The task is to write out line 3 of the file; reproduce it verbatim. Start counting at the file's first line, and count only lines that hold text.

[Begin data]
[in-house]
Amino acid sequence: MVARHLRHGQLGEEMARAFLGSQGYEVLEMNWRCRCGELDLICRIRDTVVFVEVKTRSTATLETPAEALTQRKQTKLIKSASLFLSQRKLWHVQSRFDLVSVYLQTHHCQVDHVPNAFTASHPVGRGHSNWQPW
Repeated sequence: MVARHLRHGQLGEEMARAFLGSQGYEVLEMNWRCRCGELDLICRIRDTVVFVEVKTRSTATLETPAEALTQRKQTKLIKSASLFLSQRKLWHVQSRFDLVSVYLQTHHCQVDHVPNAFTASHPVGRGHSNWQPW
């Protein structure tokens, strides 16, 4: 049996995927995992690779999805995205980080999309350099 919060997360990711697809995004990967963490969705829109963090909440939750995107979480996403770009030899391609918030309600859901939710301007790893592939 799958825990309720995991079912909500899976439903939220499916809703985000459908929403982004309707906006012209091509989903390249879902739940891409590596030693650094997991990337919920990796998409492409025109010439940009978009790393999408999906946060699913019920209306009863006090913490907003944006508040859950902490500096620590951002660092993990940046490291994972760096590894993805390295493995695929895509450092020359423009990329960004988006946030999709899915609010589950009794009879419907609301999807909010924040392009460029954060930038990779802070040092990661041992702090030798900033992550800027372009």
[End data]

Repeated sequence: MVARHLRHGQLGEEMARAFLGSQGYEVLEMNWRCRCGELDLICRIRDTVVFVEVKTRSTATLETPAEALTQRKQTKLIKSASLFLSQRKLWHVQSRFDLVSVYLQTHHCQVDHVPNAFTASHPVGRGHSNWQPW